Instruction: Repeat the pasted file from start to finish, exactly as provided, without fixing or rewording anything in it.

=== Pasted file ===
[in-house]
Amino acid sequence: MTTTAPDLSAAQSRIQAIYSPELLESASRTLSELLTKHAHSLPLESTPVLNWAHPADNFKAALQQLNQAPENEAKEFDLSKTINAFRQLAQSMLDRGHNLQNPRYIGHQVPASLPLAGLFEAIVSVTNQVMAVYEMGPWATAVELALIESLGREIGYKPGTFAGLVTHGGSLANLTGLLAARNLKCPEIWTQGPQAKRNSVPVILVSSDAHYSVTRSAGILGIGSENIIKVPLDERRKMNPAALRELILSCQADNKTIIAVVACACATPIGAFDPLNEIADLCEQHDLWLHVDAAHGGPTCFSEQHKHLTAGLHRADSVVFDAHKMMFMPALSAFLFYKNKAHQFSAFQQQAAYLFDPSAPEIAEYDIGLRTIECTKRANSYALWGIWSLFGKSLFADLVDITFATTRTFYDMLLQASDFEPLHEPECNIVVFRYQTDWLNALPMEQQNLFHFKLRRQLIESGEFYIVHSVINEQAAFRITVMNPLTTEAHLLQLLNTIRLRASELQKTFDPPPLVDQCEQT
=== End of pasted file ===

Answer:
[in-house]
Amino acid sequence: MTTTAPDLSAAQSRIQAIYSPELLESASRTLSELLTKHAHSLPLESTPVLNWAHPADNFKAALQQLNQAPENEAKEFDLSKTINAFRQLAQSMLDRGHNLQNPRYIGHQVPASLPLAGLFEAIVSVTNQVMAVYEMGPWATAVELALIESLGREIGYKPGTFAGLVTHGGSLANLTGLLAARNLKCPEIWTQGPQAKRNSVPVILVSSDAHYSVTRSAGILGIGSENIIKVPLDERRKMNPAALRELILSCQADNKTIIAVVACACATPIGAFDPLNEIADLCEQHDLWLHVDAAHGGPTCFSEQHKHLTAGLHRADSVVFDAHKMMFMPALSAFLFYKNKAHQFSAFQQQAAYLFDPSAPEIAEYDIGLRTIECTKRANSYALWGIWSLFGKSLFADLVDITFATTRTFYDMLLQASDFEPLHEPECNIVVFRYQTDWLNALPMEQQNLFHFKLRRQLIESGEFYIVHSVINEQAAFRITVMNPLTTEAHLLQLLNTIRLRASELQKTFDPPPLVDQCEQT